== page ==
Just a little over a year ago, the Diablo Canyon nuclear plant near San Luis Obispo was on track to earn a 20-year extension of its operating license.
But the earthquake-tsunami-nuclear disaster last March at the Fukushima Daiichi power station in northern Japan changed the future trajectory of the nuclear industry around the world.
PG&E, owner of Diablo Canyon, has put the relicensing on hold. There is no timetable for restarting the process for the Nuclear Regulatory Commission to extend the plant’s operating license to 2045 from 2025. An NRC inspection last spring turned up more than a dozen problems with Diablo’s emergency procedures, including missing extension cords, fans that wouldn’t start and problems running a hose from an emergency water reservoir to the plant.
While many of these problems were easily addressed, we continue to believe that the Central Coast should not be shortchanged when it comes to safety and risk management at Diablo Canyon.
PG&E just agreed to paid $70 million in restitution to the city of San Bruno in the wake of a natural gas pipeline explosion in 2010 that killed six people, destroyed homes and caused significant damage to the city’s infrastructure.
In our view, PG&E has not done enough to make sure that the wonderful communities, world-class vineyards and valuable agricultural lands within 50 miles of Diablo Canyon would not suffer damage in an unlikely but plausible combination of events that would accompany an earthquake, tsunami and power blackout. Complicating things is the fact that thousands of people who live within the 50-mile evacuation radius are not customers of PG&E, because they live outside its service area.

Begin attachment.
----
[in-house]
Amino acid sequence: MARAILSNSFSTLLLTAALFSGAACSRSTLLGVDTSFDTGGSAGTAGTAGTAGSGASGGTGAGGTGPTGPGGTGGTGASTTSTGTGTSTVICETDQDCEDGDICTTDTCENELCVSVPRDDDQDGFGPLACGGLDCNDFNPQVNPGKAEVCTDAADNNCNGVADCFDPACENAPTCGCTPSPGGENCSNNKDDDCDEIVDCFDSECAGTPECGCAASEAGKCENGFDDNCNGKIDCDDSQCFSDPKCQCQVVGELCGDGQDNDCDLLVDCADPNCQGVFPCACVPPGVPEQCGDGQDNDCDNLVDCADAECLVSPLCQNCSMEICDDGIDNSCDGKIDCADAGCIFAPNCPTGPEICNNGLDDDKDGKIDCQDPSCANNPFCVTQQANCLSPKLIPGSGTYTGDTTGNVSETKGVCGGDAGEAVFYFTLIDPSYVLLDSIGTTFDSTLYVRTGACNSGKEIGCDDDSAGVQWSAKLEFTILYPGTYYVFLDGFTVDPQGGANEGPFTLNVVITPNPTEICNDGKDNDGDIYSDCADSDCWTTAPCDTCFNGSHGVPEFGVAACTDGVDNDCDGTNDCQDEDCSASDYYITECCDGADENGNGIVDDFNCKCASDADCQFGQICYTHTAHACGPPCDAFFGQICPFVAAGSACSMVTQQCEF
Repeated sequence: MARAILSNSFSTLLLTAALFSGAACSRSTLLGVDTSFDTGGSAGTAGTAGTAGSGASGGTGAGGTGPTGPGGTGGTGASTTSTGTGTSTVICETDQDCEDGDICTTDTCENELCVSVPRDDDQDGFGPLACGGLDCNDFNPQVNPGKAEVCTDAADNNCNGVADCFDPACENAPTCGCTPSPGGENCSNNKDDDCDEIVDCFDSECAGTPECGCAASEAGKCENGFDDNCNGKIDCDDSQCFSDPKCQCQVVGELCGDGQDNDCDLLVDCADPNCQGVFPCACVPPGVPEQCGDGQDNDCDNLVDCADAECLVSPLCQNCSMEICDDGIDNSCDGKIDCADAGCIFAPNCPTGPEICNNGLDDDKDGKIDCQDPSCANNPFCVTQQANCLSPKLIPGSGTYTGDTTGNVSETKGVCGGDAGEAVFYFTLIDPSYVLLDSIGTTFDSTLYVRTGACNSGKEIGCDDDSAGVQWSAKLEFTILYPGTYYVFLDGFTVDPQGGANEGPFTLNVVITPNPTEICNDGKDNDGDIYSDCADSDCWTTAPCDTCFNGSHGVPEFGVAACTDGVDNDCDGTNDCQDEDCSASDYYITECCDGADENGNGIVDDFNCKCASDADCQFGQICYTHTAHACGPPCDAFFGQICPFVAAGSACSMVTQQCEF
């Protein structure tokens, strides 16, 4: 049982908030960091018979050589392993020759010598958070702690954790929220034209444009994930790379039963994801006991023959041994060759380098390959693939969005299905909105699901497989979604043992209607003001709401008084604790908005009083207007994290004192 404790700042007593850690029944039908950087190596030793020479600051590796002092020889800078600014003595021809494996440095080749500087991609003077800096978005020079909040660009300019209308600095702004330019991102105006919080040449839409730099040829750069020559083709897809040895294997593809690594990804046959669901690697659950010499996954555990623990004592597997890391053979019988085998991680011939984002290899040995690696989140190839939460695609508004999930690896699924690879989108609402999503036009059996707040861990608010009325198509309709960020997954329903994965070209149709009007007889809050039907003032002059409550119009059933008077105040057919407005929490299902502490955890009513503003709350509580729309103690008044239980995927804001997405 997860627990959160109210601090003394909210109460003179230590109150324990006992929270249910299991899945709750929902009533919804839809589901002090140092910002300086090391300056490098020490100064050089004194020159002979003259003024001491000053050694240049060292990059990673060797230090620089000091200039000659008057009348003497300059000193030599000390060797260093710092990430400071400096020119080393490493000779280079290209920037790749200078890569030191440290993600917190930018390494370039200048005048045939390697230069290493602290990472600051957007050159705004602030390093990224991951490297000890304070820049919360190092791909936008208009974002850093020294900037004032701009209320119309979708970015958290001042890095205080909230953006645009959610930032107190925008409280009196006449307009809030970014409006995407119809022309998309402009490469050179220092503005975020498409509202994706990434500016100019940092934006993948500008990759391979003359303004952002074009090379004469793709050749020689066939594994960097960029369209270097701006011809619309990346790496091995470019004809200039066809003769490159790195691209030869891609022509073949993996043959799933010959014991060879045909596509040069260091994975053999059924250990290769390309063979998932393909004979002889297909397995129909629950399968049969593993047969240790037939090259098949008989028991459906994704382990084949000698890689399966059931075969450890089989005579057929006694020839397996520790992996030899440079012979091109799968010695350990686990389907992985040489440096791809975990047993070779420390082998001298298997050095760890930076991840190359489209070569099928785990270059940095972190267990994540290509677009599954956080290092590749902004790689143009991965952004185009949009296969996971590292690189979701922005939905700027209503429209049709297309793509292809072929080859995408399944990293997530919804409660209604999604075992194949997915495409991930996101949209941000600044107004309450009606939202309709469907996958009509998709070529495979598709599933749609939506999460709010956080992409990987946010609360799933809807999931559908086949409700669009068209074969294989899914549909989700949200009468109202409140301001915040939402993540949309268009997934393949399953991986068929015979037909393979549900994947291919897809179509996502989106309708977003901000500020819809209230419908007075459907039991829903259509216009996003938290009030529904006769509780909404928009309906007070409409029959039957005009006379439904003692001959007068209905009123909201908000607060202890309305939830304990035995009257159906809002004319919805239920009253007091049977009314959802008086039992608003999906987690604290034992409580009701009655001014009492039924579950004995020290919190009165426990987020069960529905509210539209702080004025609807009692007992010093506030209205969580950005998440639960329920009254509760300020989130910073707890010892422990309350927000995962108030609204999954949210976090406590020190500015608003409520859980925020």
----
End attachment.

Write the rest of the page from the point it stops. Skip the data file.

Edwin Lyman, a nuclear expert who contributed to a recent report on the future of nuclear power for The Economist, thinks PG&E and other plant operators have not done enough to put equipment into place that could survive an event that lies beyond the “design basis” of the plant. He also thinks that PG&E has not been imaginative enough in planning for scenarios where both reactors at the plant would be simultaneously knocked out. For agriculture the stakes are extremely high because as Lyman said, “a little radiation goes a long way” in damaging a region’s reputation as well as its food supply.
The lesson of Fukushima Daiichi should not be that nuclear power is too risky to be part of our energy mix. Diablo Canyon has a solid operating history and efficiently provides a big chunk of base load power for the entire PG&E system.
This pause in relicensing should be a chance for PG&E to make real improvements in safety systems, to re-examine related issues such as how it stores spent fuel rods at the plant, and to shore up its ability to manage a low-probability-but-high-risk event.